And there is no rush to get rid of him either, we will still need him in future seasons, as even if Cueto opts to stay, Cain will be leaving the rotation before the 2018 season, and perhaps soon, and Beede has been having growing pains in AAA this season, leaving Blach as the only alternative there, unless Suarez can continue to develop.  If Samardzija is traded, that's two rotation spots we need to fill, and if Cueto does decide to opt out (ominous that he complained about the lack of Latin players on the roster; ironic as there was plenty not that long ago), that would be three spots.

Thus, I don't see how the Giants can trade off either of Moore or Samardzija, as some have suggested, that's just too many rotation spots filled with question marks, and even if they could sign a free agent, they will have great leverage on the Giants (something Sabean hates) with that many spots open, and only Blach, Beede, Suarez, Stratton as possible starters.  Plus, there is the possibility of Cain being re-signed after the Giants buy him out, but, as I think his time with us is done.

Cain is Not Able

I was totally wrong about Cain.  He appeared to be figuring things out last season, just before he got injured, but that apparently was a mirage, as he has not been good, even in short stints, this season.  Nothings shows this more than his very poor 5.3 K/9 for the season and 1.39 K/BB ratio.  And he did have a nice 4 game stretch in April, after having a full spring training where he wasn't doing well but was excusing it by saying that he was working on things for the season.

But it is almost like he injured himself somehow after the San Diego game or during the Reds game that started his debacle stretch of the season.  Only one start after that with over 4 strikeouts.  And homeruns galore, 11 given up in those 12 starts, 63.0 IP but only 31 K's but also 27 walks.  That added up to a 7.00 ERA and .928 OPS, as well as a .360 BABIP.   As poorly as Blach has pitched in recent games, Cain has been horrible, and most likely will be the pitcher leaving the rotation when Bumgarner returns.
Though, to be fair, in Blach's last 6 starts:  6.95 ERA, 33.2 IP, 50 hits, 4 homers, only 20 K's, but at least only 8 walks, still for a .932 OPS and .380 BABIP, which is pretty much as bad as Cain has been.  So perhaps the Giants will allow Cain to finish up the season as a starter, though they did skip his last start of the first half in order to throw Cueto out there, upon which he pitched even worse than how Cain had been pitching.   Based on this, I would be OK with letting Cain finish up the season in the rotation, if they want to respect him in that way, though obviously the best thing would be to DFA him and let Blach pitch and learn.  The decision will be interesting.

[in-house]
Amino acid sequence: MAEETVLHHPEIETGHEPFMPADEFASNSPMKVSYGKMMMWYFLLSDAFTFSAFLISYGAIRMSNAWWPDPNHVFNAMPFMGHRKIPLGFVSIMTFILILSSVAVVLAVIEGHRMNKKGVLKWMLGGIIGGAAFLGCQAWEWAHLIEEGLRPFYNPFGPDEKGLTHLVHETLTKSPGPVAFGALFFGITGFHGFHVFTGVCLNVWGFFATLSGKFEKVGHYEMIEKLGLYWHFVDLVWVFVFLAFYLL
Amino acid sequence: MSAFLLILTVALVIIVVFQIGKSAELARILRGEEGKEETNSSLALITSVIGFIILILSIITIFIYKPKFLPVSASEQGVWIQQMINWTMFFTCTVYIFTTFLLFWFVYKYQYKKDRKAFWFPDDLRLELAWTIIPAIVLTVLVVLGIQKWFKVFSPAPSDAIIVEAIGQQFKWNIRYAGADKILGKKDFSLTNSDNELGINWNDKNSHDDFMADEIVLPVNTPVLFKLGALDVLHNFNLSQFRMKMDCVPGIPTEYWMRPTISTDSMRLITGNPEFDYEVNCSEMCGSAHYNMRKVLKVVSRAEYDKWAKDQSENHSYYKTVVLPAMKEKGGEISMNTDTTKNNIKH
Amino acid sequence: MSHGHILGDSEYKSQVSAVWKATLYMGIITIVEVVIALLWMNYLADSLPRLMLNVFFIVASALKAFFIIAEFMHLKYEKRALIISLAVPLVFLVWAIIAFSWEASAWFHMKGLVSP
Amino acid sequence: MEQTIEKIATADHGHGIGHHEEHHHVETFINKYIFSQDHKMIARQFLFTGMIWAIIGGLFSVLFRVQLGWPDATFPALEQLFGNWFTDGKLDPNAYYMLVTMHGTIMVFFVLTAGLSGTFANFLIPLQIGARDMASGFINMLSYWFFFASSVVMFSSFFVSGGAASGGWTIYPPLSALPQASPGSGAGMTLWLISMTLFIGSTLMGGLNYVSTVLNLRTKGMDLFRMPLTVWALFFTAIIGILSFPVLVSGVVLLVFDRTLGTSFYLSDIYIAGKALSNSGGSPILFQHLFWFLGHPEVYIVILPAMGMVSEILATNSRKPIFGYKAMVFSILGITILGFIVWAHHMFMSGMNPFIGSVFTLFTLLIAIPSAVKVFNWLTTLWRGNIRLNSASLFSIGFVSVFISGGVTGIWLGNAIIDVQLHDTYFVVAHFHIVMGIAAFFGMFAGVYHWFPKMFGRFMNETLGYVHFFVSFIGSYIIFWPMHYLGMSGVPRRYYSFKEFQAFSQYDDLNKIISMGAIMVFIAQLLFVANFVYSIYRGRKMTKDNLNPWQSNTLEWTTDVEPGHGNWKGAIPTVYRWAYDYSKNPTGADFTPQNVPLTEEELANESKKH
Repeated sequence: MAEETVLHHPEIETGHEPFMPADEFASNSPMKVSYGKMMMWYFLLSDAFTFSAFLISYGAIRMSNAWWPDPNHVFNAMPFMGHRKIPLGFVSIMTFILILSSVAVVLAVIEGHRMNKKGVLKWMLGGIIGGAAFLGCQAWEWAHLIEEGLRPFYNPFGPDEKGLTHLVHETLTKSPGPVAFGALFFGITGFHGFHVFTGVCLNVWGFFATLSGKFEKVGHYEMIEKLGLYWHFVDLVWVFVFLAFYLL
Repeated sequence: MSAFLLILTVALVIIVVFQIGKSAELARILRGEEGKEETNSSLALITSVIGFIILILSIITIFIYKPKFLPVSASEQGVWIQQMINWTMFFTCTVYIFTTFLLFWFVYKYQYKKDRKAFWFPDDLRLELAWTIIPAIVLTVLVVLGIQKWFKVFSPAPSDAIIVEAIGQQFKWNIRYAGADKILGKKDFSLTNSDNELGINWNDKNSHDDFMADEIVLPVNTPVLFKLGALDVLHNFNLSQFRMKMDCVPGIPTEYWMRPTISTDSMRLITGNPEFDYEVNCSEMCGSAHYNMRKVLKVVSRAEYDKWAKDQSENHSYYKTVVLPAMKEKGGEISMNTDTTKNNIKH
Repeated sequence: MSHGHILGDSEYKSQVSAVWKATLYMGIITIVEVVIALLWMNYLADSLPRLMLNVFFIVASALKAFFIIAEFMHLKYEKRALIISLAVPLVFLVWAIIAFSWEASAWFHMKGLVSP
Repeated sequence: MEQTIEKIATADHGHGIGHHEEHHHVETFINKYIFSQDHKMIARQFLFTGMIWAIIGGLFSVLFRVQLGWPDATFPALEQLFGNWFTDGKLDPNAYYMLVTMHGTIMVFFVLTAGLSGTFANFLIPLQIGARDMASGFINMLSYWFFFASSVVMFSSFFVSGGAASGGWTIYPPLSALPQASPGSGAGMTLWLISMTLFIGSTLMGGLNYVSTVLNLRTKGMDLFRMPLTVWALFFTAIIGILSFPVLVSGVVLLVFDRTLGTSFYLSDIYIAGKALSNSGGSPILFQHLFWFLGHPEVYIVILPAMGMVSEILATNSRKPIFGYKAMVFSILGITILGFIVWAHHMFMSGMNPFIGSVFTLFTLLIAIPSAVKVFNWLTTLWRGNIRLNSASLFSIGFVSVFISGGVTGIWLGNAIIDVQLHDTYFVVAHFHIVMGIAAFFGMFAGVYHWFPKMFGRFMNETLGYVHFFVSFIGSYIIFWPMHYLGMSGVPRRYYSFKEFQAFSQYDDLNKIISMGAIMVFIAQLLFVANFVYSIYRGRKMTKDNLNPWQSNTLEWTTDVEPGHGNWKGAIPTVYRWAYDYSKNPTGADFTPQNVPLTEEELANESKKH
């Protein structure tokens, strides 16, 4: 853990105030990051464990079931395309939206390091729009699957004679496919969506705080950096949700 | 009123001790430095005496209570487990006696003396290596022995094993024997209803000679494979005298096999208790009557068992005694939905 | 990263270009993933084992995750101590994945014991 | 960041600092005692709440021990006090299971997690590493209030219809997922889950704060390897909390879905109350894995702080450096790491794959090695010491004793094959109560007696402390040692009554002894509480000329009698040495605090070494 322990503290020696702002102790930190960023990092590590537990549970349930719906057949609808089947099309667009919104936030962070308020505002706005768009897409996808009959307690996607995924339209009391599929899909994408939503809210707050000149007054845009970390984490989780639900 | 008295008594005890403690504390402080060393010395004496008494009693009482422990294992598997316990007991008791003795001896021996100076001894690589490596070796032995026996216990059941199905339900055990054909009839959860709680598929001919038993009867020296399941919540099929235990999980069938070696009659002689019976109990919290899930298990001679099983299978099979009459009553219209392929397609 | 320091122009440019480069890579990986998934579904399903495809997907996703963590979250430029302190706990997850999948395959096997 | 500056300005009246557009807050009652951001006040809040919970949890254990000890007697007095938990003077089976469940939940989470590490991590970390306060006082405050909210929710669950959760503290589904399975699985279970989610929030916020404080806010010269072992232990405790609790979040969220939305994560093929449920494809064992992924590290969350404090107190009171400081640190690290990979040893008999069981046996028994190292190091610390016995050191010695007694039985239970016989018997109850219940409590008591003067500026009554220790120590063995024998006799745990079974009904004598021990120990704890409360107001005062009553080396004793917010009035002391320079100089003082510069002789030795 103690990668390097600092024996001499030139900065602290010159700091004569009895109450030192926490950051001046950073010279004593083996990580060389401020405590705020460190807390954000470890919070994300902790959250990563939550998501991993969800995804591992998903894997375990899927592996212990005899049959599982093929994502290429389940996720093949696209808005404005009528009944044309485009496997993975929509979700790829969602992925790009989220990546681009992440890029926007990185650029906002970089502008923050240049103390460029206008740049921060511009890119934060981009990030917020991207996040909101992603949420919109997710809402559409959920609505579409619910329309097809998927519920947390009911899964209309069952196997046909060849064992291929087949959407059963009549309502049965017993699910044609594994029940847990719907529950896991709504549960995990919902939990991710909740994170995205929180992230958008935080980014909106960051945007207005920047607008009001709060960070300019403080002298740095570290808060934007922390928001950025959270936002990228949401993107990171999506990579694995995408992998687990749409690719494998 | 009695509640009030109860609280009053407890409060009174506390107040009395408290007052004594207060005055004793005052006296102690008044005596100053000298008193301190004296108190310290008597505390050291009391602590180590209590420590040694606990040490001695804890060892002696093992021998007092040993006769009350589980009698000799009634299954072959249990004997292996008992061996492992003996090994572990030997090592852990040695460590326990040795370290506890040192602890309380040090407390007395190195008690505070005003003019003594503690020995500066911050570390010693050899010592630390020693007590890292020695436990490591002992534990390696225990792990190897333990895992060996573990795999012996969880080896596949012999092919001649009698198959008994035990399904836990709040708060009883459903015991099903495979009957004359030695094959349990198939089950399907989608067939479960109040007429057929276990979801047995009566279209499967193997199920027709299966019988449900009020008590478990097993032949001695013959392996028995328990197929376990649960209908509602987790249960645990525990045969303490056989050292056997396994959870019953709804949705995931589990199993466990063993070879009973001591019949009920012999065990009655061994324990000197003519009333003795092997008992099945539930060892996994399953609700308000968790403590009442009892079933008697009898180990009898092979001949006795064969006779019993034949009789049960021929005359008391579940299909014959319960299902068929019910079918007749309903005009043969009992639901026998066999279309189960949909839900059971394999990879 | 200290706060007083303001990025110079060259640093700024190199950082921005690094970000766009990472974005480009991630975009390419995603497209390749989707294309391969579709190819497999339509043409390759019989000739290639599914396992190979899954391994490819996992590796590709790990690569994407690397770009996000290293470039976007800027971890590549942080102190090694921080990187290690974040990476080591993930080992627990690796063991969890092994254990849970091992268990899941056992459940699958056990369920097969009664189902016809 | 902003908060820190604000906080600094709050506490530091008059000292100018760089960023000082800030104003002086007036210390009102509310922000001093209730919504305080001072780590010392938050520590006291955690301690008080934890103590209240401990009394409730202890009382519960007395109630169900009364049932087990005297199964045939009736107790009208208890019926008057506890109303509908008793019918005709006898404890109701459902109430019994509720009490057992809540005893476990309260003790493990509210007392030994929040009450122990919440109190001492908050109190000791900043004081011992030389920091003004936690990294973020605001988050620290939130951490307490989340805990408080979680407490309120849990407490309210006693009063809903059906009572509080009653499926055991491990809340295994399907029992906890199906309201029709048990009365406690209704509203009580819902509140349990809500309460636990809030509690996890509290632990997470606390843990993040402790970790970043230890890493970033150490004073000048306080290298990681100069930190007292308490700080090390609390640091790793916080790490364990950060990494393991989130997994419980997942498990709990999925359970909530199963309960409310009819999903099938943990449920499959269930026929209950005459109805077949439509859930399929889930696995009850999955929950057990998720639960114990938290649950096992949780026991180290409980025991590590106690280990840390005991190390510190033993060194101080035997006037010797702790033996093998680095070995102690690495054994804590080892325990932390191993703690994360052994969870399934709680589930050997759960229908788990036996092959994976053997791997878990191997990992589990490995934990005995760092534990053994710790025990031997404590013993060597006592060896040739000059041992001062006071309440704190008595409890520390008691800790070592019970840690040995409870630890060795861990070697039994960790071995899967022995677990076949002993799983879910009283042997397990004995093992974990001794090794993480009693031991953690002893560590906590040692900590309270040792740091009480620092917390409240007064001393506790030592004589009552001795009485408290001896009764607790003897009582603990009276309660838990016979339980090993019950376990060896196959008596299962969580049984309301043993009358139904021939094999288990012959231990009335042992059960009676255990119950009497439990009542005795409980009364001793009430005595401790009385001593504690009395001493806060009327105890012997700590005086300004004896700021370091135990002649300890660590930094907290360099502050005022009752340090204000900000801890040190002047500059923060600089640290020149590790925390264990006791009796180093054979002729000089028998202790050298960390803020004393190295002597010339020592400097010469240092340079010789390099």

Plans for the Rest of the Season

The Giants are in prime draft position for next season:  they have the second pick, currently.  Too bad it wasn't for this season, as then we could have gotten Hunter Greene, he would have been an interesting prospect for the Giants to have.

In any case, I'm all for trading off Cueto and Nunez, and perhaps others (Span? Pence?), but not any of our homegrown guys nor our rotation, as I assume the plan to do reload and try to get into the playoffs again in 2018.  Trading off beyond those two don't really make any sense unless we get back something more than what we gave up, and since we'll be trading with playoff contenders, that type of trade won't make sense for them to do.

I assume both are tradeable.  At this point, I don't even need much, even though I once harbored dreams of getting a nice batch of prospects for Cueto.   Then the team would be set up for staying in prime draft position.

With Cueto gone, our rotation would be Bumgarner, Samardzija, Moore, Blach, and Cain.  With Moore, Blach, and Cain struggling to find a way to be good, there should be enough poor performances there to keep us near the bottom, and thus near the top of the draft.  In addition, both Bumgarner and Samardzija have their own question marks.

Bumgarner is no guarantee to bust out of the gates as his usual self, as he has a recent history of poor starts to the season, plus he really hasn't had any spring training preparedness to be starting the second game of the second half.  It would not be surprising if he is rusty in his first few starts back, which is just fine for this scenario.  Then he could work himself into his usual MadBum shape sometime in August and finish strongly to lead into 2018.